Photo: Internet bettor Bruno Paniccia
Bruno Paniccia found out the hard way that Internet wagering carries with it an added layer of risk.

Bruno Paniccia wandered into a legal “Twilight Zone” in April when, at the recommendation of a friend, he sent $500 to an Internet sportsbook operating from the Caribbean and started winning big.

But the 25-year-old insurance claims evaluator from Chatsworth, Calif., received a rude awakening after he built his bankroll to more than $5,000 during an unprecedented hot streak: His “cyberbookie” refused to pay him, saying it could not meet its obligations because the FBI had raided the U.S. offices of its parent company and frozen its bank accounts.

“Legally, I didn’t feel like I was doing anything wrong,” a dismayed Paniccia said. “To my understanding, it was not illegal to bet over the Internet as long as [it was] with an offshore. I mean, I listen to sports radio and all you hear is just ads about, ‘Call this number and you can have an offshore betting [account] and it’s completely legal.’ ”

His was a painful introduction to the strange and chancy world of Internet gambling, which exists because there are no laws specifically prohibiting it.

Despite its fledgling status, Internet gambling is generating increasing concern among legislators, regulators and gambling opponents, who see grave consequences arising from games of chance invading the home.

Sharp rise in wagering Web sites
The growing concern has coincided with a sharp rise in the number of online sportsbooks, casinos and lotteries, from only a dozen or so at the beginning of 1997 to about 100 a year later — a number that is bound to continue to climb in the months ahead. They range from bare-bones sportsbooks listing wagering propositions to elaborate mock casinos featuring everything from virtual cocktail waitresses to calypso bands.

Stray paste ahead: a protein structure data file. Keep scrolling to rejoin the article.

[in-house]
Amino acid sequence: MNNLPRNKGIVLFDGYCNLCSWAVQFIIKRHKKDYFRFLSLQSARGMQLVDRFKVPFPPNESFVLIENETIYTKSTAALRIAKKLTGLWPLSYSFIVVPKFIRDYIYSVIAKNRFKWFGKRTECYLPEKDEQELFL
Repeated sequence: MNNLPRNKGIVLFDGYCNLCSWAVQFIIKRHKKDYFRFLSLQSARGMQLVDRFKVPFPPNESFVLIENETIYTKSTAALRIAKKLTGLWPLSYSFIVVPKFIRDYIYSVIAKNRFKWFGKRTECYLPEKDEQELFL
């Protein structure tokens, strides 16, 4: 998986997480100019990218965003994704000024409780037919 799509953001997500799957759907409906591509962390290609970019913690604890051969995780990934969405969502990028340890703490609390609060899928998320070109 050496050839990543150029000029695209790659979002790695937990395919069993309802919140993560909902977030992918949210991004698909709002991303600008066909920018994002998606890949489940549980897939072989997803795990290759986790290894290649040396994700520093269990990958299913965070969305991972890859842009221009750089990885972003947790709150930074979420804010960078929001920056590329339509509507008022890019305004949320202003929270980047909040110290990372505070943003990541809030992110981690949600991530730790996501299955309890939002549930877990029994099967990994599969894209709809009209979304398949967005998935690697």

Fueling the fears of opponents of Internet gambling is the ease with which an account can be opened — within minutes of making a deposit with a credit card, a user can be playing virtual versions of a variety of casino games, including blackjack, roulette, video poker and craps, or betting on almost any sporting event. Losing wagers are deducted from the user’s account and winning wagers added. A player who goes bust can quickly replenish an account and start all over again.

Like the battles being played out over pornography on the Internet and the availability of such sensitive information as bomb-making manuals, the battle over Internet wagering will ultimately be decided in the courts.

But first — while a congressional gambling commission conducts a two-year study that will include a hard look at online wagering and Congress and state legislatures consider laws to make it illegal — the war is being waged in the court of public opinion.

On one side are civil libertarians, who argue that it is unconstitutional to legislate against an online activity conducted in the privacy of one’s home, and entrepreneurs eager to get in on the ground floor of an industry that some analysts say could generate as much as $10 billion a year within a decade.